Perhaps, mise en scene (noun): environment; locality thesaurus.com Your request is a heavy burden for a single word to carry and the greater the load the more general and abstract the term will have to be.


3

The problem with catch-all words is that they tend to be bland. Situation and circumstance are good bland catch-all words: NOUN 1 A set of circumstances in which one finds oneself; a state of affairs: Condition(s) is another relatively bland word that can catch all three elements of feeling, activity, and company: NOUN 2 The ...


1

The shortest word in AmE is "sup" - a contraction of "what's up". If you approach someone and say "sup", it is recognized as a greeting. If you ask "Sup?", you are in effect asking, "How are you?", "What's new?", Where are you and who are you with?", "How are they (one's testicles) hanging" - and various other questions. I'm sure an authority such as ...


0

If you're looking for a word that describes a person and their context on the continuum of their life, then phase is good. It also implies conditions that change over time. "At one phase of his life, John felt unhappy with his job and friends." Also chapter and stage work well here. Of course, you could just go for the obvious life "John's life was ...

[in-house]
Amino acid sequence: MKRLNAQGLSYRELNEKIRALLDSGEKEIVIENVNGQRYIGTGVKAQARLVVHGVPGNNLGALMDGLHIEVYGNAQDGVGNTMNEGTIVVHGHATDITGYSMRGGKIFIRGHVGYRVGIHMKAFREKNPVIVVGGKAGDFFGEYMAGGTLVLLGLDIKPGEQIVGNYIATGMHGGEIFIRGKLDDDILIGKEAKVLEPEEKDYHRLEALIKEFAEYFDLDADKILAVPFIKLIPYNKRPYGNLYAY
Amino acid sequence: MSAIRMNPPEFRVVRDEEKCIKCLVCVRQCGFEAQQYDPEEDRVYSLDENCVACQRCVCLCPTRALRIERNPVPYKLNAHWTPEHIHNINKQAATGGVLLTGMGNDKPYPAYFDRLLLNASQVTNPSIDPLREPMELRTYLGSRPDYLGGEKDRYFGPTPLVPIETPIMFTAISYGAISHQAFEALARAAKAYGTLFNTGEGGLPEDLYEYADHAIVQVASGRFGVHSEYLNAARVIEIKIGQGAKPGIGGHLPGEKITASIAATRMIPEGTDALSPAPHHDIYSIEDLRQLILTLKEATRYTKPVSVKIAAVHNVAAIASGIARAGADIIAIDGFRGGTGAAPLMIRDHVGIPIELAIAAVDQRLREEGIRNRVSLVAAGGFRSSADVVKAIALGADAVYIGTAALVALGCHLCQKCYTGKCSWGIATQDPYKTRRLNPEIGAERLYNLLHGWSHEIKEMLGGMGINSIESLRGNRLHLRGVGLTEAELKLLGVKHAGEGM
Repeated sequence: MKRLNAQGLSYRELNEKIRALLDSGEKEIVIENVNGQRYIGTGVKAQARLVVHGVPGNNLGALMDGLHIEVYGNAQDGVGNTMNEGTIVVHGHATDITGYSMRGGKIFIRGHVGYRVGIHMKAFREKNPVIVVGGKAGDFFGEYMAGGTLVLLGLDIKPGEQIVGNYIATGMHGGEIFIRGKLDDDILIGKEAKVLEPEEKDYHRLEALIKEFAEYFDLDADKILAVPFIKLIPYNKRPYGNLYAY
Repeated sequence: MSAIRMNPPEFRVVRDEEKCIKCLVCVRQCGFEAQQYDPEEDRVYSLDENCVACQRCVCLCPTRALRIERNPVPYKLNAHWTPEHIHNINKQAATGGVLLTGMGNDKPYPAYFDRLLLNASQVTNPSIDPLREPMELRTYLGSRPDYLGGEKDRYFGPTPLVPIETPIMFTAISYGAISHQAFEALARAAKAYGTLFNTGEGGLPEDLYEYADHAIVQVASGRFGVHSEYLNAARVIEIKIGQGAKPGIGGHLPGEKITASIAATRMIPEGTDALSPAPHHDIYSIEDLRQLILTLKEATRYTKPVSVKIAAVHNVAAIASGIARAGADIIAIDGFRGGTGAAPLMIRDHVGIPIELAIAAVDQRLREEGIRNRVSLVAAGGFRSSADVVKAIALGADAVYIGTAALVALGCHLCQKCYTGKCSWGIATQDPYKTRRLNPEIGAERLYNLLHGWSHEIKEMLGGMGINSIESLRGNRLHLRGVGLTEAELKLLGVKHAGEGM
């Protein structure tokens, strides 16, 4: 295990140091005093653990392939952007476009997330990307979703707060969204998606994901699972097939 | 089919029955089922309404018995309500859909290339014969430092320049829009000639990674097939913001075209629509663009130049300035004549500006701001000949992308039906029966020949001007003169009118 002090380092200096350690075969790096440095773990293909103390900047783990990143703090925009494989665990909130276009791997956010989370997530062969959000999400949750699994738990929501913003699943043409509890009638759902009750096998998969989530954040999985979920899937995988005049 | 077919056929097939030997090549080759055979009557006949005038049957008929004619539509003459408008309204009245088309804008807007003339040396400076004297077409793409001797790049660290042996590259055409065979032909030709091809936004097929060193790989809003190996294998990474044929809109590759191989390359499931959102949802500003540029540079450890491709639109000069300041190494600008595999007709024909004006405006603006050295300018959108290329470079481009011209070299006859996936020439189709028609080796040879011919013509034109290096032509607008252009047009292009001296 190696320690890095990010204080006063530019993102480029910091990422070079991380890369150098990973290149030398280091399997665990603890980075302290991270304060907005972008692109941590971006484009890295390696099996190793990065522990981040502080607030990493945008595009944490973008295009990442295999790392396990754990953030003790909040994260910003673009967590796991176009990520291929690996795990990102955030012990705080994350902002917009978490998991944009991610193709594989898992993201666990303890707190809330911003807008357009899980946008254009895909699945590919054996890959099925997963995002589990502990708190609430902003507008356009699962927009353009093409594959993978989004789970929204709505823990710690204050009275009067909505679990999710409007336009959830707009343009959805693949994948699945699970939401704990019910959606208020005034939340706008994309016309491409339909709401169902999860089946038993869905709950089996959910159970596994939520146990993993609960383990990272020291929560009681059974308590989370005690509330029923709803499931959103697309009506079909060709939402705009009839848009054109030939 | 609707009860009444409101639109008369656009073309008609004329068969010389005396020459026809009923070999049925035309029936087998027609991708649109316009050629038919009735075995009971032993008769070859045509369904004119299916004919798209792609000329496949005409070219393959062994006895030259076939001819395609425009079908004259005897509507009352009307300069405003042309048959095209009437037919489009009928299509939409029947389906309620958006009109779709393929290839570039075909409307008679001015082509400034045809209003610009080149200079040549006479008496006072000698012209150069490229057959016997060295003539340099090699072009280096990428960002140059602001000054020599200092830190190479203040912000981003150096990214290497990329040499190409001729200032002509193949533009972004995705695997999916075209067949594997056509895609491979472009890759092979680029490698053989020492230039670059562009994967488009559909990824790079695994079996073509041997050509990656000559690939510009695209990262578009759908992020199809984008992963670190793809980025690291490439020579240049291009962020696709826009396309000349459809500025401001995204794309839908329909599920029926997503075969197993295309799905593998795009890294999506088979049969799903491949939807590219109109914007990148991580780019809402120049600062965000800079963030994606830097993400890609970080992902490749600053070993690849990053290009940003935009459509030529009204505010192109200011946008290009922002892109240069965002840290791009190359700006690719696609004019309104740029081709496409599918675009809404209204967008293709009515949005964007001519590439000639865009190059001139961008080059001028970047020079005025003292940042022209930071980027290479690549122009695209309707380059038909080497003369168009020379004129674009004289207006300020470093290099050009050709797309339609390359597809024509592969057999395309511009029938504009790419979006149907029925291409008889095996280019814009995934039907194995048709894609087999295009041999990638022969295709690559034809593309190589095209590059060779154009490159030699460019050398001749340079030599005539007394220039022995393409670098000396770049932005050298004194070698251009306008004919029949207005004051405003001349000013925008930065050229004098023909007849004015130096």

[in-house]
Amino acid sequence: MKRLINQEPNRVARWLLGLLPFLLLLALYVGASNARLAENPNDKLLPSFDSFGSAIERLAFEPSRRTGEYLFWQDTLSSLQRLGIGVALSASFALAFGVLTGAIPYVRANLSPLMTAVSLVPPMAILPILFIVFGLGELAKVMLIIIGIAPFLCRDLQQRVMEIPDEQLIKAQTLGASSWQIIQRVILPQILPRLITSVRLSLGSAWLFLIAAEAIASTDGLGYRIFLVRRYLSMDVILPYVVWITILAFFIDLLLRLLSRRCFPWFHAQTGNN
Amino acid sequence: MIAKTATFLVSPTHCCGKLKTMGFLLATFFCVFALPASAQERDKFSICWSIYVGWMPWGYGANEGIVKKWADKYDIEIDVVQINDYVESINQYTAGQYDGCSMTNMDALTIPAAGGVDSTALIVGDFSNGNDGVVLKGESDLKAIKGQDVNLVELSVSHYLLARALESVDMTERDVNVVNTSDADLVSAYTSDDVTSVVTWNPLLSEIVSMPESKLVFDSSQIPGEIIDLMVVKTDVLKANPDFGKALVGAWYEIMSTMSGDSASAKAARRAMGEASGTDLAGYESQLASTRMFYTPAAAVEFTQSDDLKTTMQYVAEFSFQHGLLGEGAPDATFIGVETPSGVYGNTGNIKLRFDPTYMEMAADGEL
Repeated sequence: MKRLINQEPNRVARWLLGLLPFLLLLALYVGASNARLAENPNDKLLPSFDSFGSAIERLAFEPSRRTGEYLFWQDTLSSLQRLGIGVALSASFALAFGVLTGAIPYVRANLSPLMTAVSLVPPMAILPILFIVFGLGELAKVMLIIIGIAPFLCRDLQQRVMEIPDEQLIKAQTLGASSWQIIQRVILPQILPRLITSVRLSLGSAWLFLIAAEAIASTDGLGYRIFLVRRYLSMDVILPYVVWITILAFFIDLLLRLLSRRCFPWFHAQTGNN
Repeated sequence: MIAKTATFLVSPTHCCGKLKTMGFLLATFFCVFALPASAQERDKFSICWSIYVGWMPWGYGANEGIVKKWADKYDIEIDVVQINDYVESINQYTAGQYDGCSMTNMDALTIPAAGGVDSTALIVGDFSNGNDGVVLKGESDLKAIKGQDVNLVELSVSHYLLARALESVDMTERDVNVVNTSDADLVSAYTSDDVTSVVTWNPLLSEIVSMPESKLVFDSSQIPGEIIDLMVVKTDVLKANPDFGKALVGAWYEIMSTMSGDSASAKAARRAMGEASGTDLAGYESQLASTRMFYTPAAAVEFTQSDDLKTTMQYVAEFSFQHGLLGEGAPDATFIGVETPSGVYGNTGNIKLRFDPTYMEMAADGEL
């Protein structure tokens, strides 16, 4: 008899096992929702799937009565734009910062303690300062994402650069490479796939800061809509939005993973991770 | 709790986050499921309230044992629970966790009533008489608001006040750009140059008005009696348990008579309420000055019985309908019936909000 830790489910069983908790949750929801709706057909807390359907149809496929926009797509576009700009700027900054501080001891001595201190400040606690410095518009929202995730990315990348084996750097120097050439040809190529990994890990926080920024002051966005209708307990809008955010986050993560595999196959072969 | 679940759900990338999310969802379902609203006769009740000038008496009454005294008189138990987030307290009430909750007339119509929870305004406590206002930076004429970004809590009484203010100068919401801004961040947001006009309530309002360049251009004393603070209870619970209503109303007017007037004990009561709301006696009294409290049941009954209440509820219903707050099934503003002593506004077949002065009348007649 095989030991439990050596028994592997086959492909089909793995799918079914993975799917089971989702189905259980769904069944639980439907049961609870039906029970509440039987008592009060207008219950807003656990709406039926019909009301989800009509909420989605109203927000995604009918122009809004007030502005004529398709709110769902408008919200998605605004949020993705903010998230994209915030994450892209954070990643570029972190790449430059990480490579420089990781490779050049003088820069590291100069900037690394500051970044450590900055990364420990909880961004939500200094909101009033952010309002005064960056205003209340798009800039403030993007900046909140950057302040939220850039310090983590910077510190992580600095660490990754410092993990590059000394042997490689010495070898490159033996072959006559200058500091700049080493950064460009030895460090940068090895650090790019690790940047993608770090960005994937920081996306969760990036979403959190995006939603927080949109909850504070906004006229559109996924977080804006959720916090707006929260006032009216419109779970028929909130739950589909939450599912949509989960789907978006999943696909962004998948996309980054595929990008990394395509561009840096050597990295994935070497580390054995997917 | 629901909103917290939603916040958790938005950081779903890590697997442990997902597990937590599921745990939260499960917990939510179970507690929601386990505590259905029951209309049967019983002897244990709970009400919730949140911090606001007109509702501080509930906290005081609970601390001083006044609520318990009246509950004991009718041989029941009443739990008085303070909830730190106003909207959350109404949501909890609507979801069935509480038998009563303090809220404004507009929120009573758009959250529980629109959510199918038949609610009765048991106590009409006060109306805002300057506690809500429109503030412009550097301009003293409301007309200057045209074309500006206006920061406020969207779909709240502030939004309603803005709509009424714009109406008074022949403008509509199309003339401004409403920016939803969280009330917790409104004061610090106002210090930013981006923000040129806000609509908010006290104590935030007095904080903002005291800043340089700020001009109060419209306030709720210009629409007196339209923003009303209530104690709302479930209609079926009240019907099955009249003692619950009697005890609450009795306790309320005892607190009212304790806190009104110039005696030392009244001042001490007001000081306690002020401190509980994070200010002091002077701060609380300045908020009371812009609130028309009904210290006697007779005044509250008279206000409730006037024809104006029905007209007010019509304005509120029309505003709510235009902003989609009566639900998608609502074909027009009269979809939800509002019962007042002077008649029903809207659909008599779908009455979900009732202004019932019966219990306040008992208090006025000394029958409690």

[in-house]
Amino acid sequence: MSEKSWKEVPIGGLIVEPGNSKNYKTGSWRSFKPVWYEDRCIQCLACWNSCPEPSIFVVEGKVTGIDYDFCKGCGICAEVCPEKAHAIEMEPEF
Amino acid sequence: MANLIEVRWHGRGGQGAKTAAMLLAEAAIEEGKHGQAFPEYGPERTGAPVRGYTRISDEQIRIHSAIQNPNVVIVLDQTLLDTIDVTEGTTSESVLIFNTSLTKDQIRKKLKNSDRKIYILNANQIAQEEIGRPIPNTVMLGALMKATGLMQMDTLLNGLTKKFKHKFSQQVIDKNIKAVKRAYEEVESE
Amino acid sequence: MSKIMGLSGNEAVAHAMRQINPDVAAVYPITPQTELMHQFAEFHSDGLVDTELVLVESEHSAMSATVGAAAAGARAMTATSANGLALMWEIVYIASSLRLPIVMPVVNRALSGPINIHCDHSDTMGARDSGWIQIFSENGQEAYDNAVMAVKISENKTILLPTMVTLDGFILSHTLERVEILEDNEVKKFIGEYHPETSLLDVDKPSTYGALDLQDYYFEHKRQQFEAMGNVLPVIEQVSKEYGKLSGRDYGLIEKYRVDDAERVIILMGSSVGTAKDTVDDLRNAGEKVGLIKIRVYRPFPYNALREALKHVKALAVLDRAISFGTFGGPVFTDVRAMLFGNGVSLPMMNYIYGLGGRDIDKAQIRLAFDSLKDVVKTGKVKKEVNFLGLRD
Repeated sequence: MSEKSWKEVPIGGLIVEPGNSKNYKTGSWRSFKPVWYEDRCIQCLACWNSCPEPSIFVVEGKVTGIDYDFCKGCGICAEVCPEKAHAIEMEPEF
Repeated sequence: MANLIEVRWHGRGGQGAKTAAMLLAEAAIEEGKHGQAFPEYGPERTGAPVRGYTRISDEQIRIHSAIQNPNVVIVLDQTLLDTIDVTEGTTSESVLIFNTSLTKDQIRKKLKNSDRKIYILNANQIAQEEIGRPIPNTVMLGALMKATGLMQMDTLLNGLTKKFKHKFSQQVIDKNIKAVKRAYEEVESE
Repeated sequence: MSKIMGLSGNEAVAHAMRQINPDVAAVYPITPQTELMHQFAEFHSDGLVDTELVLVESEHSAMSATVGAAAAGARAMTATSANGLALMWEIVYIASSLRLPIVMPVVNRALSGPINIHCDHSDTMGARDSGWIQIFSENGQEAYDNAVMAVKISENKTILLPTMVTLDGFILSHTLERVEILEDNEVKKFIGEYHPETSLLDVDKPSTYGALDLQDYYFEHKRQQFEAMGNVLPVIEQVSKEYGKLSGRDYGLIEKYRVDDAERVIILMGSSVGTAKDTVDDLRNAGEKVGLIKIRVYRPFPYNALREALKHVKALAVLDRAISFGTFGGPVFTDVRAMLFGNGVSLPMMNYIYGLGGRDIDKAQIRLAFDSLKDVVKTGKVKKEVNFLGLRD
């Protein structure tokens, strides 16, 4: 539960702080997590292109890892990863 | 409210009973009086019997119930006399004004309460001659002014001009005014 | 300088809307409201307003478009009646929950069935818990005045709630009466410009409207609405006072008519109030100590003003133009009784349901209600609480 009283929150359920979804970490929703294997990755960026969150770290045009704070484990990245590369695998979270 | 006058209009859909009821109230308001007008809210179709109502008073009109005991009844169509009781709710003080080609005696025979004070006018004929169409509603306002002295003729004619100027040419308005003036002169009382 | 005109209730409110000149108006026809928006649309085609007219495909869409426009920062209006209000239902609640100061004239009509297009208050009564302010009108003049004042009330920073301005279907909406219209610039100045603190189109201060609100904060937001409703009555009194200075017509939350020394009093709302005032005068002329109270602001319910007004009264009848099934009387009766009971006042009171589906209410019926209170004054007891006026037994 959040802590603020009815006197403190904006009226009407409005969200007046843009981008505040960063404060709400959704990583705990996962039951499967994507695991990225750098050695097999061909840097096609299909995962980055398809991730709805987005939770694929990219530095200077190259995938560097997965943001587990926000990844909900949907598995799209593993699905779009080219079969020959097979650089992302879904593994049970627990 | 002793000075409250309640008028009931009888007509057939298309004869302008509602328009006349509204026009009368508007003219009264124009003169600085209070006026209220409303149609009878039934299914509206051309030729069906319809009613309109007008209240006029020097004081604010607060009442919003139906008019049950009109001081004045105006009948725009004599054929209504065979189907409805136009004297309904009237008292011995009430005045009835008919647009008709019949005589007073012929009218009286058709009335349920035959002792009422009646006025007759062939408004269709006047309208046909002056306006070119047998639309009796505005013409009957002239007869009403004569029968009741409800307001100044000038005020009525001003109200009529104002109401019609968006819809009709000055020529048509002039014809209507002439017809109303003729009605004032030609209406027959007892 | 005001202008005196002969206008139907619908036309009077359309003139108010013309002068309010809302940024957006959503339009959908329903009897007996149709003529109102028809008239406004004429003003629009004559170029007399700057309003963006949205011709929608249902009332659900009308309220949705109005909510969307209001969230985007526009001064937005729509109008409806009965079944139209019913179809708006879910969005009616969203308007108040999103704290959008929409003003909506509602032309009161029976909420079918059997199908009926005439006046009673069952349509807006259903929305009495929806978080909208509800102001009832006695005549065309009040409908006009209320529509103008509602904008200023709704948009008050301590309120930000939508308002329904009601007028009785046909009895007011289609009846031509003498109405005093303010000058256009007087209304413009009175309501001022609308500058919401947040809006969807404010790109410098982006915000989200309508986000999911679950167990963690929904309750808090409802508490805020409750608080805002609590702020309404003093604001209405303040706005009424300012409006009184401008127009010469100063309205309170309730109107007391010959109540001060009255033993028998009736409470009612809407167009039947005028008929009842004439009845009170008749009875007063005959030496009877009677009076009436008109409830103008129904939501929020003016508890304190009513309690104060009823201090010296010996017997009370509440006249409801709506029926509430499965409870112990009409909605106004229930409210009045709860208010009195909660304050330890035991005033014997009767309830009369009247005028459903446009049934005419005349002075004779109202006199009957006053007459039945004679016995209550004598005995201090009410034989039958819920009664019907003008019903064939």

0

There is mien though this doesn't really cover who they're with: A person’s appearance or manner, especially as an indication of their character or mood: he has a cautious, academic mien Perhaps bearing, or demeanour or aspect? Difficult to capture everything in one word.


0

Probably context may fit your description: the set of circumstances or facts that surround a particular event, situation, etc.


1

It was lingual fun. The trend developed in the middle of the 15th century and one of the first such lists occurs in The Bokys of Haukyng and Huntyng; and also of coot-armuris better known as Boke of Seynt Albans or The Book of St. Albans printed 1486. That it also contains such entries as "a doctrine of doctors", "a disworship of Scots" and "a gaggle of ...


0

Perhaps the question could be considered disingenuous. One of the meanings is Pretending to be unaware or unsophisticated; faux-naïf. American Heritage Note that the term is often used to indicate intentionally deceptive, rather than innocently misleading.


2

"Counter-intuitive" contains "in", though it refers more naturally to the answer than the question.



Top 50 recent answers are included